That dies not make Dharmas universals. A universal is cowness, for example.
But the dharmas could be called universals for actual instances of experience, however, I don't know of anyone who conceived a theoretical list of dharmas existing separately from dharmas as experience, hence they are not universals.
Son you in fact agree, Dharmas are particulars, not universals.
Buddhahood in This Life
འ༔ ཨ༔ ཧ༔ ཤ༔ ས༔ མ༔


[A]nything at all that is well spoken is the word of the Buddha.

-- Ārya-adhyāśaya-sañcodana-nāma-mahāyāna-sūtra

The different sūtras in accord with the emptiness
taught by the Sugata are definitive in meaning;
One can understand that all of those Dharmas in
which a sentient being, individual, or person are taught are provisional in meaning.

-- Samadhirāja Sūtra

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Aemilius
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Re: On Buddhism and Nominalism

Post by Aemilius » Fri Jul 13, 2018 8:27 pm

Mark Siderits writes that it is easy to see that the universal corresponds to the parikalpita of yogacara, and the particular corresponds to the paratantra.
I.e. they corresponds to imaginary nature and the dependent nature.

In Apoha: Buddhist Nominalism and the Human Condition, by Mark Siderits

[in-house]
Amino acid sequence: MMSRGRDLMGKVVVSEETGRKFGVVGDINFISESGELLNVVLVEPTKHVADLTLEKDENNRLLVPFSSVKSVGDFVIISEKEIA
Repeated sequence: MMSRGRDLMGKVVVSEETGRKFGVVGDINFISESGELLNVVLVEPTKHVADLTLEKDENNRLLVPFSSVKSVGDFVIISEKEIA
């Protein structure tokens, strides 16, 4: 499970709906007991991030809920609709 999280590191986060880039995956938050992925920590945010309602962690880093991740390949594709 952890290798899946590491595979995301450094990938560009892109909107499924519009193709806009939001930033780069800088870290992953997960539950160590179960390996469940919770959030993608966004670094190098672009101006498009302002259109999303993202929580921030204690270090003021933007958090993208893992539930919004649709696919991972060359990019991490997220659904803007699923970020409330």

svaha
"All human beings are born free and equal in dignity and rights.
They are endowed with reason and conscience and should act towards one another in a spirit of brotherhood."
(Universal Declaration of Human Rights, Article 1.)

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Re: On Buddhism and Nominalism

Post by Wayfarer » Fri Jul 13, 2018 11:30 pm

Thanks for the tip.

For anyone reading:

parikalpita (Sanskrit). The ‘imagined’, one of the three natures (tri-svabhāva) according to Yogācāra philosophy. It denotes the unreal (parikalpita) duality of a perceiving subject and perceived objects that has been projected onto reality by the dependent nature (paratantra), resulting in the existence of an individual in saṃsāra.
Only practice with no gaining idea ~ Suzuki Roshi

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Aemilius
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Re: On Buddhism and Nominalism

Post by Aemilius » Sun Jul 15, 2018 3:06 pm

Where do you get that definition from? It sounds like parinispanna & parikalpita combined, it is not what mere parikalpita is.
svaha
"All human beings are born free and equal in dignity and rights.
They are endowed with reason and conscience and should act towards one another in a spirit of brotherhood."
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smcj
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Re: On Buddhism and Nominalism

Post by smcj » Sun Jul 15, 2018 3:52 pm

There’s a story where the previous Kalu Rinpoche was told about Plato’s cave. He immediately related to it and said something to the effect of, “Yes, and I am the one who stood up, turned around, and saw things as they really are.”